The net-analyzer/nmap package in latest versions has LICENSE="NPSL" (it was GPL-2 before, but I believe this was just a mistake).
NPSL is currently not in any of the free license groups. From doing some quick research it seems it is a license similar to GPL-2 (Upstream: "This license is based on the GNU GPLv2, but with important additional terms, conditions, clarifications and exceptions"). I have not done a review of the differences, but I never heard of nmap being nonfree or controversial (and the rule of thumb: "Debian ships it so they seem to be fine with it and think it's a good license").
Wikipedia mentions that it once had a clause forbidding the use by SCO, but that seems ancient history and is not part of the current license.
Shall we add it to MISC_FREE?
(In reply to Hanno Böck from comment #0)
> The net-analyzer/nmap package in latest versions has LICENSE="NPSL" (it was
> GPL-2 before, but I believe this was just a mistake).
They changed nmap's license after 7.80, and released 7.90 with the NPSL license.
They still bundle (bug #253269) an (incompatible) fork of libdnet ("libdnet-stripped", LGPL-2, not possible to use the separately packaged versions without some changes there and upstream), liblinear (BSD, but we build against the separate version), (lib)lua (MIT, guarded by USE=system-lua), libpcap (BSD, but we use the packaged installed version instead), libpcre (BSD, but we use the packaged installed version), libssh2 (BSD, but we use the packaged installed version instead) and libz (BSD, but we use the packaged installed version instead), it's kind of hazy.
That aside, I am curious what you think the mistake is/was.
Hm, I didn't add firstname.lastname@example.org. Is "Licenses" the correct Component, even? <https://bugs.gentoo.org/describecomponents.cgi?product=Gentoo%20Foundation> says it is.
I find this license very problematic:
By section 6 of the GPL-2: "You may not impose any further restrictions on the recipients' exercise of the rights granted herein." but that's exactly what the NPSL does.
"To avoid any misunderstandings, we consider software to constitute a 'derivative work' of Covered Software for the purposes of this license if it does any of the following:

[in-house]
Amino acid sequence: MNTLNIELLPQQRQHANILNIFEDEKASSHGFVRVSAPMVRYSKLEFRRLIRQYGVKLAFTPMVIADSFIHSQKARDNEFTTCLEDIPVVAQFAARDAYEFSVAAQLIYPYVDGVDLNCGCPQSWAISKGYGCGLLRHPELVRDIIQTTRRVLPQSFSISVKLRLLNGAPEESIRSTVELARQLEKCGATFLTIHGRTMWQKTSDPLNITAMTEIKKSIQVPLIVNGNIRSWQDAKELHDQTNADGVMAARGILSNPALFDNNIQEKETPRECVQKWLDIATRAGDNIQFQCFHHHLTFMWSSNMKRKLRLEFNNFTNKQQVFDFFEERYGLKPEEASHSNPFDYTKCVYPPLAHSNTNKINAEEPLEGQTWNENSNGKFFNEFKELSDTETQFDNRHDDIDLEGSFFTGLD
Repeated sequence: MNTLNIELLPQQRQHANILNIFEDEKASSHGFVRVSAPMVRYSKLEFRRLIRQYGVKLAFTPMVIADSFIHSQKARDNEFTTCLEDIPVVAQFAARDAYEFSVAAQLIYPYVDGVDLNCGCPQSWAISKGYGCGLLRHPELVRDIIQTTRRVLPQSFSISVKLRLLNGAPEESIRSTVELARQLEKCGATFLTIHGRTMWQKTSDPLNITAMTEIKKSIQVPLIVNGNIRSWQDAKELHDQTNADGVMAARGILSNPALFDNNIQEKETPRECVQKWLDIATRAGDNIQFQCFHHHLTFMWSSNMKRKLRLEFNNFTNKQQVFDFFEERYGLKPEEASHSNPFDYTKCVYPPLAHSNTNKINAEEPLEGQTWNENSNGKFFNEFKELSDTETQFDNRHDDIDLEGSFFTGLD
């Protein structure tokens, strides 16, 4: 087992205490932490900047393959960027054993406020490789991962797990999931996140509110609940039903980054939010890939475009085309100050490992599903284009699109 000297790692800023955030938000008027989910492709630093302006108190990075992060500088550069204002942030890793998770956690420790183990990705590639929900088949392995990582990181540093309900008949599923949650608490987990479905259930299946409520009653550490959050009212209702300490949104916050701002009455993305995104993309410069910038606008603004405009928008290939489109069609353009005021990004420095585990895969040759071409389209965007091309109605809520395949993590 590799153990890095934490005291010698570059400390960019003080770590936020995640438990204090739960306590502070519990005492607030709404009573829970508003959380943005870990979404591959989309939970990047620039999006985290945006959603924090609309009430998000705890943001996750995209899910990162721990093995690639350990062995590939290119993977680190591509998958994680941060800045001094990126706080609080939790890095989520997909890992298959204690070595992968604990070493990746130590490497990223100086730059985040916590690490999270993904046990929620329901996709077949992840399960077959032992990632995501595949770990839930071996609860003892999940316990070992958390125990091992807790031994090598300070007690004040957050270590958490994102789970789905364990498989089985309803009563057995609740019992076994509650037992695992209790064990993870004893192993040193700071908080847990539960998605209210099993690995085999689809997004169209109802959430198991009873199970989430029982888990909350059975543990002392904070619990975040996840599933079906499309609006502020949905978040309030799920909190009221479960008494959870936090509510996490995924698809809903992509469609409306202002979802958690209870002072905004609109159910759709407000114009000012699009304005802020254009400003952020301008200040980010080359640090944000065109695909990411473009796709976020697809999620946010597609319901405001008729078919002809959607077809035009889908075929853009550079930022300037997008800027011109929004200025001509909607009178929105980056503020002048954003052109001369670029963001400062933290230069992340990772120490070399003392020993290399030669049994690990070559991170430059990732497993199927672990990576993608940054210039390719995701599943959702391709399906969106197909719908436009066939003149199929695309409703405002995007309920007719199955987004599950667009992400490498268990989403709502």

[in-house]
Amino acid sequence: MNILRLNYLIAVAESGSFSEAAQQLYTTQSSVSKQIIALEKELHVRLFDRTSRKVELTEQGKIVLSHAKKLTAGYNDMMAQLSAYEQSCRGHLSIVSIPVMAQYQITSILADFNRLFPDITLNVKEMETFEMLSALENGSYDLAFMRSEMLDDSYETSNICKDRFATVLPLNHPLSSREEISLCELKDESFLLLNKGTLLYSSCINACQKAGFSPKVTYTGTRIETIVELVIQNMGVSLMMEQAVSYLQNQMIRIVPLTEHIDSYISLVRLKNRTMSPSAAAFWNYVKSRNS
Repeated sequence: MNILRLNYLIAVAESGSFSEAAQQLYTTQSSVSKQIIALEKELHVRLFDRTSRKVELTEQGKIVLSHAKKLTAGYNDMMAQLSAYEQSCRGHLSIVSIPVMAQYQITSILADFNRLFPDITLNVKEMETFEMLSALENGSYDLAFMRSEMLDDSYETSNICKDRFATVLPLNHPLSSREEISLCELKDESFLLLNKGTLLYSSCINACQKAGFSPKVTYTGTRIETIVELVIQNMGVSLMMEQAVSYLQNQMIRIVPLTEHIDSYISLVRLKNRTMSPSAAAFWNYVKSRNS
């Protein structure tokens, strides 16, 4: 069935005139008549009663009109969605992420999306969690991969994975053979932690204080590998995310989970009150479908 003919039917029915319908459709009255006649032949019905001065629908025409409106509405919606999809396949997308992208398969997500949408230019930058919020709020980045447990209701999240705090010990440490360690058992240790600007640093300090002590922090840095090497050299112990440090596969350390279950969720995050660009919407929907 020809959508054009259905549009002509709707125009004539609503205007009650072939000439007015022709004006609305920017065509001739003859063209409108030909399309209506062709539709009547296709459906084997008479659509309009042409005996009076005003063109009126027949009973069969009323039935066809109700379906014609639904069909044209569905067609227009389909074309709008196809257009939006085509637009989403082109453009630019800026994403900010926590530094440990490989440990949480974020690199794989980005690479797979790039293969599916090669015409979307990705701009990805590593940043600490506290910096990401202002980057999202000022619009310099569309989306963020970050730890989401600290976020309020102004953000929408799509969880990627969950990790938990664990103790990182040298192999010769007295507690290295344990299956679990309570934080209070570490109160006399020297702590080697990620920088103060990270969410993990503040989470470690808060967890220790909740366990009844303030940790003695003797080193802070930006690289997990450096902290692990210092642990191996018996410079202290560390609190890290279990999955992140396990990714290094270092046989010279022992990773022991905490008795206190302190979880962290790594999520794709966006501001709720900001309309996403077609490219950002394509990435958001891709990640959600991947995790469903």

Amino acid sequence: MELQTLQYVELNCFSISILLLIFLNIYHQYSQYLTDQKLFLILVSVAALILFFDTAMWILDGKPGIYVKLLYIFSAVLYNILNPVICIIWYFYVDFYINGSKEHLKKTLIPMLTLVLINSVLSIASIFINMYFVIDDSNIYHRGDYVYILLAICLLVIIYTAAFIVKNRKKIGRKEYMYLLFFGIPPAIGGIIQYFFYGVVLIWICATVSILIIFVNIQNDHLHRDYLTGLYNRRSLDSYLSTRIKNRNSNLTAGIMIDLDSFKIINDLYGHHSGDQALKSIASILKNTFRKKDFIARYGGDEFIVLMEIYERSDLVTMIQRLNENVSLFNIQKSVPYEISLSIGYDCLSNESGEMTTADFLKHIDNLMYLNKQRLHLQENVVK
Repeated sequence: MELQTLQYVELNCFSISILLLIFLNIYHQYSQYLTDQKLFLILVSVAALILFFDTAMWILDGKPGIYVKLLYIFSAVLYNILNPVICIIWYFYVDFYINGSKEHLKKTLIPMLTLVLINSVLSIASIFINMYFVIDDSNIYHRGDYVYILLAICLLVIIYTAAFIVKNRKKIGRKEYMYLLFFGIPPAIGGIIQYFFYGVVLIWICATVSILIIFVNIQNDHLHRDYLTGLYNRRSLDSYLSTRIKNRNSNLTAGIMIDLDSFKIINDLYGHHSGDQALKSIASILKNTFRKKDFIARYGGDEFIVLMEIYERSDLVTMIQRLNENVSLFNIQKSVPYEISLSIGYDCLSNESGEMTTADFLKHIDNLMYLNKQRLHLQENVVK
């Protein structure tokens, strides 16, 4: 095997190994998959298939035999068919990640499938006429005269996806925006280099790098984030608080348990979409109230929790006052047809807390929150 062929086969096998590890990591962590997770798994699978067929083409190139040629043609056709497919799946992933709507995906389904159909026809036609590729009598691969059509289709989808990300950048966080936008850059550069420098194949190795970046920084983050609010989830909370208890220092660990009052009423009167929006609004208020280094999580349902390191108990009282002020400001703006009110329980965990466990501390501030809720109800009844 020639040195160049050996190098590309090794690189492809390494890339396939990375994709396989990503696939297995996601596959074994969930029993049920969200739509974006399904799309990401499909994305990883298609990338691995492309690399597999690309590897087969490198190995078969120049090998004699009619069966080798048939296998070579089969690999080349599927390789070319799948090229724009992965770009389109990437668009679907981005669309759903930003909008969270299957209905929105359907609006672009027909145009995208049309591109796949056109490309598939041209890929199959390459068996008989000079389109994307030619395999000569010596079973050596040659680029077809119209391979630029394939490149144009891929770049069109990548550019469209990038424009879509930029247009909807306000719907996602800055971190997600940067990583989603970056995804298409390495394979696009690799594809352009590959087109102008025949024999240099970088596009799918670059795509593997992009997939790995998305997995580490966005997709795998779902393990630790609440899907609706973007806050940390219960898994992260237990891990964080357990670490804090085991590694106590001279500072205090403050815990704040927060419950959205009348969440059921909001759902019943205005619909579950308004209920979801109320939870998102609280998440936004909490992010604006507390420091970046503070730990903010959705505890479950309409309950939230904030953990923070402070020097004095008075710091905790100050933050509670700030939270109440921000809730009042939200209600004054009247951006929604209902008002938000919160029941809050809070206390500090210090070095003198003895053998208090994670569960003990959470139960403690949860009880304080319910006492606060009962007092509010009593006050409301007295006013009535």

* Reads or includes Covered Software data files, such as nmap-os-db or nmap-service-probes."
This would make coreutils a derived work of nmap because its programs can read those files, for example, "cat /usr/share/nmap/nmap-os-db". So clearly, their definition of "derived work" is nonsensical.
Section 2 of the NPSL says "Covered Software is licensed to you under the terms of the GPL (Exhibit A)". Does this mean GPL without any specific version (i.e., GPL-1+), GPL-2+, or GPL-2 only?
Also, in section 2: "In addition, you agree to the terms of this License by [...] downloading the software." That's typical EULA language which may even require mirror restriction.
This is also being discussed on guix-devel, and they have doubts if this is a free software license:
My suggestion would be _not_ to add this to MISC-FREE but wait for a statement from the FSF.
(In reply to Ulrich Müller from comment #3)
> I find this license very problematic:
> By section 6 of the GPL-2: "You may not impose any further restrictions on
> the recipients' exercise of the rights granted herein." but that's exactly
> what the NPSL does.
So they re-licensed nmap? This would of course require that they can re-license the bundled software as well as their own code.
fedora put this license in the free group
(In reply to Alessandro Barbieri from comment #6)
> fedora put this license in the free group
That's the license from 2013, not the one we're talking about here. It doesn't contain the problematic clauses:
"In addition, you agree to the terms of this License by [...] downloading the software." (section 2)
"Proprietary software companies wishing to use or incorporate Covered Software within their programs must contact Licensor to purchase a separate license." (section 0)
Especially the latter is a non-commercial restriction and as such directly violating the Open Source Definition <https://opensource.org/docs/osd> section 6 "No discrimination against fields of endeavor".
@Licenses team: Any other opinion? If not, I am going to report this upstream one week from now.
In the meantime can we please keep last FREE version in the tree even though newer one is stabilized.
Here's Debian's discussion about this:
In case others find this relevant:
I've been digging into nmap's license history, it changed several times, but the conditions pretty much always sound problematic to me and question it as an open source license. The last version that sounds like it's "just GPL 2 without any strings attached" is 3.40PVT15, which is from 2003.
"After review, Fedora has determined that the Nmap Public Source License (NPSL) Version 0.92 is not acceptable for use in Fedora. [...]
The license includes restrictions on 'proprietary software companies", which is a field of endeavor restriction contrary to the Open Source Definition."